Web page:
Jason Kloth is president and CEO of Ascend Indiana, created in 2016 to realize the vision for Indiana to be a place of economic opportunity for all. Jason’s career launched with Teach for America when he became a sixth-grade teacher right out of college for a Texas border community. Ever since, he’s tackled ambitious ideas to improve the trajectory of many lives within the context of education and the workforce.
BKB: Tell us more about Ascend.
JK: I came to Indy in 2008 with Teach for America, got immersed in the education scene, and served as deputy mayor of education for Mayor Ballard for three years. After that, I considered what would come next. I was very concerned about our labor market, income inequality, and the fact that here in Indianapolis – as well as in other cities – employment typically associated with the middle class has been eroded due to globalization, automation, and digitization. And, while the demand for highly educated people is growing, the supply is not, depressing hourly wages and creating a wage premium for those with a post-secondary degree. This results not only in a lack of talent to meet demand, but eventually in social and political unrest. I saw a need to bring community, corporate, and academic leaders together to address the gap in employment needs by connecting people to in-demand education and training opportunities.
Ascend Indiana started as a conversation I had with David Johnson, the CEO of CICP. I voiced this concern and subsequently produced a six-page white paper with my colleague and Ascend’s co-founder, Stephanie Bothun, to present the problem and some solutions. Following this, David invited us to create a steering committee comprised of academic and industry leaders to research talent and workforce development. We raised $900,000 to seed the effort, which led to the launch of Ascend one year later.
BKB: The work of Ascend requires many partners and massive coordination. What leadership challenges do you face?
JK: It is often difficult to stay focused. It is important to be very clear about the problem we exist to solve. Why does that problem occur? What are the logical solutions? Then, it takes keen clarity of vision and mission, coupled with hard work, to establish our organizational priorities.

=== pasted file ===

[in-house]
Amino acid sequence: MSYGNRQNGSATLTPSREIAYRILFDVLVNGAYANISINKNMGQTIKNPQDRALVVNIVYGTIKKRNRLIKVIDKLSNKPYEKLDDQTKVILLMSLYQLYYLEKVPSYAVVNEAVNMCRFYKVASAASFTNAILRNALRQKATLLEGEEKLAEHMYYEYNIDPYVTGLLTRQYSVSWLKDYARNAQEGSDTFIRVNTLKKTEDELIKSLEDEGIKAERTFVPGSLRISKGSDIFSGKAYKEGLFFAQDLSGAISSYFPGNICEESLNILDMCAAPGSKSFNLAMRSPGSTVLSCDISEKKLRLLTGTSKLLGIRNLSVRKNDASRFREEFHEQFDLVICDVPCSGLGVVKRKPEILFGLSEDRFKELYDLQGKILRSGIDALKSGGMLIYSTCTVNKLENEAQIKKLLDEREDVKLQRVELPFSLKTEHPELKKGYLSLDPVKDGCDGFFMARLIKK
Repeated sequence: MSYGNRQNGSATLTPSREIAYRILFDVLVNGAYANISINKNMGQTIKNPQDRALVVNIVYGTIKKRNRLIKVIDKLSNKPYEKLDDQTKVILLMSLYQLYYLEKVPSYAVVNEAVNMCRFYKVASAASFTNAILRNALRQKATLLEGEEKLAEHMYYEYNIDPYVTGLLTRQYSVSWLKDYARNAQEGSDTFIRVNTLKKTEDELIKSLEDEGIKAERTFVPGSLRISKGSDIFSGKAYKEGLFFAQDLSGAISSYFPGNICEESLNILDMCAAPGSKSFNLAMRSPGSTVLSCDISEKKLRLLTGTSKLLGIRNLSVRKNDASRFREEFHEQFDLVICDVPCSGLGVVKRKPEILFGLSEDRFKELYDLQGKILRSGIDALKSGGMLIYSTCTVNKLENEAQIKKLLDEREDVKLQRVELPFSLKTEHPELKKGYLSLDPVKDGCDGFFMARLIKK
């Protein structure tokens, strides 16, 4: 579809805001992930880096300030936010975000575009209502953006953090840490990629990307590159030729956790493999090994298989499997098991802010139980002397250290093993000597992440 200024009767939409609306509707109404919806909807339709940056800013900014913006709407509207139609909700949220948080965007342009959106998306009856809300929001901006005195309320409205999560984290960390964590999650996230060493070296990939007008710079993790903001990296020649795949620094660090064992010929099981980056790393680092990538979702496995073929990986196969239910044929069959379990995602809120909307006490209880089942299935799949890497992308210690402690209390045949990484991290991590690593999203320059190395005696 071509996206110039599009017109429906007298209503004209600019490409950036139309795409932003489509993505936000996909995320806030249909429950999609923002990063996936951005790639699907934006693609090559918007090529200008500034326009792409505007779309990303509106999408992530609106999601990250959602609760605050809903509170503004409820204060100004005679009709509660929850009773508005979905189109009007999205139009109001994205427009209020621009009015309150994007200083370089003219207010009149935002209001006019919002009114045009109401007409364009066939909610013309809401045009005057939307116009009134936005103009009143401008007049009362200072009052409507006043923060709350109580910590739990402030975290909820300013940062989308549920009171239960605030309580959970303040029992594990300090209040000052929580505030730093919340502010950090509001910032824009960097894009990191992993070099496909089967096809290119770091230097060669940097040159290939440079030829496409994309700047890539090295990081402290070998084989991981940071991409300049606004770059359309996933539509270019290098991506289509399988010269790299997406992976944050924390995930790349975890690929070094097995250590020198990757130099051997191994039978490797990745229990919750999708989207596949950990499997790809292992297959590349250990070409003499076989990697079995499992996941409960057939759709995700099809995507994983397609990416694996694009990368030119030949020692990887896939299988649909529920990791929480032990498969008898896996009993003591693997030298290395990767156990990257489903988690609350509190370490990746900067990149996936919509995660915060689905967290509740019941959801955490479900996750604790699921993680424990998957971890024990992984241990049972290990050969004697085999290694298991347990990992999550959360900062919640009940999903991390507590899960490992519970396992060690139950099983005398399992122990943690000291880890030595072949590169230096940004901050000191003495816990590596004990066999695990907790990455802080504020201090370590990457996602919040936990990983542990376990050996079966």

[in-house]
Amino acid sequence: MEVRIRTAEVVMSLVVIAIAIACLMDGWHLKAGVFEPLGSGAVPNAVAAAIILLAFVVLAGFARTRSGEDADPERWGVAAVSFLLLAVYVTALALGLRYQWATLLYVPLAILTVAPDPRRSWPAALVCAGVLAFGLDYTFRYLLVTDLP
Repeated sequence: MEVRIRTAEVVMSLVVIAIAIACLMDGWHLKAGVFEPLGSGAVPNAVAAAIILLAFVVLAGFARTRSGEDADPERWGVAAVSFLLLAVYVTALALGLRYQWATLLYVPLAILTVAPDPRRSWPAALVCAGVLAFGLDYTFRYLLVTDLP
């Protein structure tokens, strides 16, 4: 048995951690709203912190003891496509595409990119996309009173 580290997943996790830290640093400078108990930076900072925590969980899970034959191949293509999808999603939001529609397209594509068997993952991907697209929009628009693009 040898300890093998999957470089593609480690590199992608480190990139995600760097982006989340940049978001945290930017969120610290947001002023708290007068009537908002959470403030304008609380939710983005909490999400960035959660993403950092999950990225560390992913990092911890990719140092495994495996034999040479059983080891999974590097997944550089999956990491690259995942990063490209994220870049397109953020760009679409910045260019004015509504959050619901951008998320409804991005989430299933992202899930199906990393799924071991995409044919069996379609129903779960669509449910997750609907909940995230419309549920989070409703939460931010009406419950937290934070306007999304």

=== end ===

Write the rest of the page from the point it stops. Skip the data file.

We started with a strong board of directors to provide accountability and help secure funding for the initiative. Then, we attracted top talent to execute.
BKB: What does top talent look like at Ascend?
JK: We look for those who demonstrate a history of exceptional achievement, as this predicts continued success. Different people have different sets of characteristics that have made them successful, such as organization, perseverance, and humility. What’s true of everyone is that they have achieved. In addition, it is important they align with our core values. Our core values are central to how we operate and represent our identity when we’re working at our best.
BKB: Given the complexity of your work, how do you keep your team aligned?
JK: Our strategic direction is clearly laid out in our mission and goals, as well as in our staff structure. We have a dashboard that measures progress from week to week for each team. The dashboard is our foundation for weekly efforts and meetings.
Like many organizations, we have an annual staff retreat, quarterly all-staff meetings, and weekly team meetings. Beyond that, what works well for us is weekly progress reviews between managers and direct reports. We believe feedback is important and that the opportunity to give direction helps with clarity and forward momentum.
BKB: What have you learned that you wish you knew earlier in your career?
JK: Oh, wow. There are a lot of learnings. Here are a few:
There’s no growth without tension. The idea that you can’t accelerate without pressure is something I didn’t fully appreciate as a college student. My career has been a series of goals that marry ambition with challenges. This creates stress and tension, and that’s what it takes to lead you to the next experience.
Leadership and human instinct are very different things. What people need from you as a leader is different from your instinctive human response. Being the leader people need is very different from being a friend. It’s important to figure that out.
Core values are your guide. They’re not just a plaque on the wall. You need core values most when things are challenging. For example, maintaining a sense of possibility is hard when there’s the chance of failure. At times of uncertainty, core values are your path.
Read more about Jason’s work with Ascend Indiana here. Join us next time for a conversation with Steve Pruden, leader of Studio Science. Cheers!